“The local planners have also stated that they will not renew the planning permission for the portacabins beyond 2021. Improving our facilities for the sake of our animals and people has been a priority for several years. But the deadline to move out of the portacabins makes the project much more urgent. Secret World Wildlife Rescue must now commit to its future and build the Wildlife Treatment Centre that has been so long awaited.”

What are the plans?

“Although Secret World Wildlife Rescue has striven to designate funds for the new build in previous years, ongoing operational costs have taken priority. To secure initial funding for the new building works, the charity made the decision to sell its ‘Cider Barns’, which served as the wildlife casualty and public entry to Secret World Wildlife Rescue for many years.”

“The barns also provided storage for hospital equipment, bedding and food as well as a small gift shop, filing storage, etc. This building was not only in a poor state of repair, but no longer had direct access to the charity’s main site, located a short distance down the road. This made it time-consuming and difficult for staff to carry animals outdoors between hospital buildings.”

“Hence, in addition to the animal treatment rooms, the new building will also house the charity’s reception, gift shop, offices, storage, IT servers and the staff and volunteer kitchen and changing rooms, etc. Bringing our dispersed indoor working spaces together under one roof will provide a more efficient working environment for all.”

“The building is designed to complement the neighbouring farmhouse/barn structures, while incorporating services such as ventilation, heating and lighting specifically required in wildlife rehabilitation. We aim to include as many environmentally green features as possible, including solar panels, sedum roof and rainwater harvesting. Bat boxes, bird boxes and other wildlife support will be an integral feature in line with our environmental ethos.”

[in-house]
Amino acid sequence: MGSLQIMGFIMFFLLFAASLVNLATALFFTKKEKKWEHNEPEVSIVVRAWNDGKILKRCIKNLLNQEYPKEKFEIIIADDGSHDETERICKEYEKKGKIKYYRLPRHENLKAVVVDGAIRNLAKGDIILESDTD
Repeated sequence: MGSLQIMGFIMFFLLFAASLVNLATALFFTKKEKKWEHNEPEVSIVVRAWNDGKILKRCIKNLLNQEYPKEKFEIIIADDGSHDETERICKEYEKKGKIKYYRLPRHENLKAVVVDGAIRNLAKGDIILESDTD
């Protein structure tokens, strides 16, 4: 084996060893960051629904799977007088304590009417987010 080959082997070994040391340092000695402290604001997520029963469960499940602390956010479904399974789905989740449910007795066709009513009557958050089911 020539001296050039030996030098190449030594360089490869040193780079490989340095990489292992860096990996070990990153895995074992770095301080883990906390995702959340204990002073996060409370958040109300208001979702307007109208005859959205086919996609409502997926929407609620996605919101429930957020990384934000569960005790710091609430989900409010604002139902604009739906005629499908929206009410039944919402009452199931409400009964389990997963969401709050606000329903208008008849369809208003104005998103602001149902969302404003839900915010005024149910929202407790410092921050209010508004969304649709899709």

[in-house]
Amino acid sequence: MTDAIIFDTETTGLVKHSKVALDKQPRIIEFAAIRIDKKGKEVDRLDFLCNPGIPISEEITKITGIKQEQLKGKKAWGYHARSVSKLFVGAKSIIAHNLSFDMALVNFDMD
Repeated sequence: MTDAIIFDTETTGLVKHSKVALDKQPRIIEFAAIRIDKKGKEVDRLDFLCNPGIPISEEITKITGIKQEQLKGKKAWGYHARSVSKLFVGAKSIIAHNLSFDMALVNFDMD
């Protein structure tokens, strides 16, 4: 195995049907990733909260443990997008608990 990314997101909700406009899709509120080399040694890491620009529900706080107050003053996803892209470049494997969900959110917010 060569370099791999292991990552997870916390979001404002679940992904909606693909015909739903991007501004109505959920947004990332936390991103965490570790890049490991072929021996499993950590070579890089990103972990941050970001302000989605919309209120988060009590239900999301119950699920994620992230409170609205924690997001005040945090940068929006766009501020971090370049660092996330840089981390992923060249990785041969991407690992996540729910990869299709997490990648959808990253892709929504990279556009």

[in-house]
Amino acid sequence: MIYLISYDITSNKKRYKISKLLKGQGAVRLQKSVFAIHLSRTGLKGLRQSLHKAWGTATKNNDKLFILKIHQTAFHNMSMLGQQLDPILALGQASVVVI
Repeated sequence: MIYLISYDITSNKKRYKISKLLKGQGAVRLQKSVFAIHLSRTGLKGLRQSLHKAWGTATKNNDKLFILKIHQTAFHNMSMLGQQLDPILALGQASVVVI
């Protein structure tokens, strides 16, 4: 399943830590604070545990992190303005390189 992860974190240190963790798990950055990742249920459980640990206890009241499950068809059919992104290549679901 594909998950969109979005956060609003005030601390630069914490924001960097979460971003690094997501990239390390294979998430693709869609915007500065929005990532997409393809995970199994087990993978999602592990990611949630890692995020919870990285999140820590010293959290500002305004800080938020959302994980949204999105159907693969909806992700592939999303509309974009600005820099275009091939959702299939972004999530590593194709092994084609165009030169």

“With our newly designed building we will also be in a better position to engage visitors we have in our work. We will install CCTV to monitor the casualty animals and enable people to see the treatments undertaken behind the scenes without negatively impacting upon the animals. It is important that people see the wildlife care we provide, so they can appreciate what is involved and see where their money goes. These CCTV links will also be broadcast live via our website to extend our educational reach to a wider audience and particularly our supporters.”

“A section of our foyer/gift shop will also house a small exhibition area where we can share information about our educational and public activities with visitors, celebrate our volunteer contributions and acknowledge those who support our work in any way.”

If you would like to know more about the appeal see www.secretworld.org or ring 01278 768707.